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A World Shaped by Bending Storylines
Experience a gripping psychological crime thriller filled with innumerable twists and turns, where even the smallest actions and choices can cause dramatic consequences. The hunt is on for the Origami Killer, named after his calling card of leaving folded paper shapes on victims. Four characters, each with their own motives, take part in a desperate attempt to stop the killer from claiming a new victim. Heavy Rain is a cinematic and evolving thriller from Quantic Dream, the developer behind the critically acclaimed Fahrenheit. Dealing with a range of adult themes, the game revolves around a sophisticated plot and strong narrative threads that explore a complex moral proposition. You assume the role of multiple characters, with very different backgrounds, motivations and skills, in a world shaped by Bending Storylines - a dynamic narrative design where your actions and decisions will shape your story.
- A unique emotional experience that makes you "feel" as if you're IN a psychological crime thriller
- Stunning graphics, animation and technology combine with a strong narrative that delivers a movie-like experience
- Mature content, reflecting a realistic world setting that explores powerful themes
- Accessible gameplay via intuitive, contextual controls and interface
Top customer reviews
These games fall into the category of "choose-your-own-adventure". The puzzles provided per-se aren't particularly challenging, so what I evaluate these games on is the deepness and richness of the content: how often are the decisions meaningful? How many different ways can the story end? Does the story provide emotional impact? Is the story coherent?
By those standards Heavy Rain is outstanding. In fact, if you own a PS3, just stop reading, find yourself a copy, and play!
Still with me? OK. Heavy Rain is a story about parenthood. It starts with Ethan Mars' interaction with his family, and a defining incident in which he fails to save his son from a traffic collision. Years later, we find him depressed and subject to occasional blackouts. During one of those blackouts, his second son disappears, kidnapped by the "origami killer", a serial killer who focuses on killing children. The rest of the game follows Ethan's attempt to rescue his son and uncover who the origami killer is.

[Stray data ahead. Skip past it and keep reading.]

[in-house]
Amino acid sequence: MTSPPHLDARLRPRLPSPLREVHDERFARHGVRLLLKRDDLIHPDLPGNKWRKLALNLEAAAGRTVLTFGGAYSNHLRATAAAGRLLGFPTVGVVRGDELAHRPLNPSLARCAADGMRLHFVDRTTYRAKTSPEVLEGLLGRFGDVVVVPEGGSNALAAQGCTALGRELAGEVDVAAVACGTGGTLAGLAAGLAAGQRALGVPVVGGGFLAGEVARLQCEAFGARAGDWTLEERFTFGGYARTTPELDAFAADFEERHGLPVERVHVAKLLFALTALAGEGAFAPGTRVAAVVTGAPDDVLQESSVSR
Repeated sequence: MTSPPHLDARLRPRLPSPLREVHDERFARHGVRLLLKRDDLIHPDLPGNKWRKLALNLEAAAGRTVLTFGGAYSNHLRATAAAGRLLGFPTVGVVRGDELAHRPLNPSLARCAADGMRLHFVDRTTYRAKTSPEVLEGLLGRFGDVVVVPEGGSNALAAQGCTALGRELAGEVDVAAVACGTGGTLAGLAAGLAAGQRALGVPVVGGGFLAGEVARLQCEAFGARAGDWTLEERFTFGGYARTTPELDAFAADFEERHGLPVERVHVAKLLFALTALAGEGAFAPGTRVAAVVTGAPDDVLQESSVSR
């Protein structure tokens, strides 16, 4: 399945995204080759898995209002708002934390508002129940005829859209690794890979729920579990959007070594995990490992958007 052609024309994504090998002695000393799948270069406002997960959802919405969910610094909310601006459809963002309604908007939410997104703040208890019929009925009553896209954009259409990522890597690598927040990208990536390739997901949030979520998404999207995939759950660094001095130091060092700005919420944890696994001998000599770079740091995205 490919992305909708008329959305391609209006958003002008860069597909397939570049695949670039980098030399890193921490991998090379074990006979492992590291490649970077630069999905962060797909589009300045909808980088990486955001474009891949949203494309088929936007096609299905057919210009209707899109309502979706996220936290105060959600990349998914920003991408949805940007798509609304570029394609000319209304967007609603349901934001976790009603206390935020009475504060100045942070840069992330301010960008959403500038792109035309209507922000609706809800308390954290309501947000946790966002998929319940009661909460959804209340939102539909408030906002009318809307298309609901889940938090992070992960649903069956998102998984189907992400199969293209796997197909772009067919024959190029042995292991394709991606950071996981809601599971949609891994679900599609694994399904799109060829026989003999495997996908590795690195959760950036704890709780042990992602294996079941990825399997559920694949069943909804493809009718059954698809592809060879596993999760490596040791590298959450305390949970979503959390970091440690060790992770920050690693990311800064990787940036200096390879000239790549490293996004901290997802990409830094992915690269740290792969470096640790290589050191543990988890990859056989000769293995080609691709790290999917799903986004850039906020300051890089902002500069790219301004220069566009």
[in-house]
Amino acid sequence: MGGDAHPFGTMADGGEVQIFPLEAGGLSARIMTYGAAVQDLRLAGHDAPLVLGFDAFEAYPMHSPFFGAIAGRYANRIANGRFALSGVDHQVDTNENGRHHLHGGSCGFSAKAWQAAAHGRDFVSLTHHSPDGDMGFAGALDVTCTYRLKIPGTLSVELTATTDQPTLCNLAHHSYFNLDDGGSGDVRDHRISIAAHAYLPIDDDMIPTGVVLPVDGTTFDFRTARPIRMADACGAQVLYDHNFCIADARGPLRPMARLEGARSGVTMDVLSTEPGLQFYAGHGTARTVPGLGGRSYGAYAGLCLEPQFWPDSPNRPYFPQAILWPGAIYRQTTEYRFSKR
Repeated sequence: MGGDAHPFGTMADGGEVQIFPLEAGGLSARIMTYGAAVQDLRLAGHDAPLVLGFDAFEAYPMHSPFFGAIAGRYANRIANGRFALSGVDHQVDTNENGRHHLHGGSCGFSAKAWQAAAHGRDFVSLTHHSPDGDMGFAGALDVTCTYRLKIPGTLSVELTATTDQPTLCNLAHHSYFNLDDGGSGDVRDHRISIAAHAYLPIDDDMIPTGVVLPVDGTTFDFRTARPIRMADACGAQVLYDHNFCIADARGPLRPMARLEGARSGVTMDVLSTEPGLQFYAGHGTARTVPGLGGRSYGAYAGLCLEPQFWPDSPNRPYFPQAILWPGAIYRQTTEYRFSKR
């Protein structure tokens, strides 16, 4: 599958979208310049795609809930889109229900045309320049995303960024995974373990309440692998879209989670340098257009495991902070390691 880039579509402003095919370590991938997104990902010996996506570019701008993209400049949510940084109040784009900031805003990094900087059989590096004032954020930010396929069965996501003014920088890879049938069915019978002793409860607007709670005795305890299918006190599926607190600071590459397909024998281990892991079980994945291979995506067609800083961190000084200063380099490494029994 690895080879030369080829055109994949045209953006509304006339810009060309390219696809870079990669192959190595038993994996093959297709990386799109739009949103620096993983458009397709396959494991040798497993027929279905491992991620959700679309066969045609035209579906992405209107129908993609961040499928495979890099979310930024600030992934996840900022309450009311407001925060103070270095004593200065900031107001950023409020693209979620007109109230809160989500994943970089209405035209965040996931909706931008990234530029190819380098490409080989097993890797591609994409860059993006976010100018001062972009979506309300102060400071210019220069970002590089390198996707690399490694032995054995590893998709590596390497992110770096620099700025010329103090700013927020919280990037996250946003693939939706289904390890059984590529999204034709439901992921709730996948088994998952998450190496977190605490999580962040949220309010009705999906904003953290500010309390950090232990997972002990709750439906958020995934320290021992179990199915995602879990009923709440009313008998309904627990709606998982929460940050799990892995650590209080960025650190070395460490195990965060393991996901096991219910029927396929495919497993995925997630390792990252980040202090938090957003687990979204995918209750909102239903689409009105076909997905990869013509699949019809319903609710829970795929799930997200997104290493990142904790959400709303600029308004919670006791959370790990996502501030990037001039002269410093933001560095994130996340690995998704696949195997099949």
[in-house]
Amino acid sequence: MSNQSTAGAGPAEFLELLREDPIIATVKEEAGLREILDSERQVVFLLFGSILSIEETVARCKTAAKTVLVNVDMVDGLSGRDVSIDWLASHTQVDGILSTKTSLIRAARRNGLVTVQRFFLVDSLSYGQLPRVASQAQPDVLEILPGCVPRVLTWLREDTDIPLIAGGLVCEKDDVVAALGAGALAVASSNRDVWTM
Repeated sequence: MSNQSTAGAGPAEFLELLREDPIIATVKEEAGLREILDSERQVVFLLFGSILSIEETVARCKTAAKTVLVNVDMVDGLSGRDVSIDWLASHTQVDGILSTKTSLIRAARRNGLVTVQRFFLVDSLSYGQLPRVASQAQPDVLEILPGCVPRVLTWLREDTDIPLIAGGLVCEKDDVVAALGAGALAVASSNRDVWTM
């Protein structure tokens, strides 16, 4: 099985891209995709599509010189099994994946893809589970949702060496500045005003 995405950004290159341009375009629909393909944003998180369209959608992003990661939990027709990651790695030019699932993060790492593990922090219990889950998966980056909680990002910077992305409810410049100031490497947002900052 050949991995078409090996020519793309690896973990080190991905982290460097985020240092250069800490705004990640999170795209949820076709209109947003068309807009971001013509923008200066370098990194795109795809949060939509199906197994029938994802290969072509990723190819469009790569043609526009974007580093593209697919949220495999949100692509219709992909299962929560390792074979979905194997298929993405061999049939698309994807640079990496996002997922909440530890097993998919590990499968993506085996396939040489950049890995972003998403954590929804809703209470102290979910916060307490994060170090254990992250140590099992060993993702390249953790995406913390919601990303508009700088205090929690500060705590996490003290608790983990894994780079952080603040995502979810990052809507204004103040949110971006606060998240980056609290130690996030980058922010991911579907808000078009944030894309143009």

There are 3 other playable characters: Madison Paige, a reporter, Scott Shelby, a private detective also investigating the case, and Jayden, the FBI agent assigned to the case. The viewpoint of the game shifts between these playable characters, and you see them cross-paths, or even watch one storyline uncover clues while another storyline is oblivious.
The script is exceedingly well written. The characters are believable, and their interaction choices don't leave me frustrated. Furthermore, when the reveal happens, not only was I surprised, when I thought back to all the clues previously provided I felt that the mystery was fair: I had enough clues to figure out who the killer was, but the misdirection and setup had distracted me enough that I didn't put them together. This is exceedingly hard to do, and Heavy Rain succeeds.
What's even more amazing is the game play. In The Walking Dead or The Wolf Among Us, if you fail at one of the "game" section, the game restarts at a checkpoint and then you play it over until you succeed. Heavy Rain throws away such conceits. If you fail at one point, your viewpoint character can die but the game carries on! The story changes, and you can get a different ending. I'm not a great game player, so by the time I finished the game two of my characters have died, and poor Ethan Mars was a mess of injuries. But the ending still satisfied me and didn't leave me feeling as though I was cheated of storyline that I should have observed but didn't.
What's more, the game did a fantastic job making me feel what the characters were going through. Because lives were at stake and because I could fail, the story was intense. At several points I winced as the killer put Ethan Mars through trials to see how far a father would go to save his son. Whenever I failed one of those trials, I felt devastated. Some of those scenes had me shaking while pushing buttons on the controller, events that never happened in other games.
When I bought the game, I thought I'd sell it when I'd finished. Now that I'm done, I realize that like a good movie, it's a game I wouldn't mind playing again, especially since you can get different endings. (If you want to shorten the time it takes to watch all the different endings, you should save frequently so you can try both success and failure scenarios --- I wasn't aware of this feature until it was too late) I liked this game enough that I'll probably hunt down Quantic Dream's other games in the future.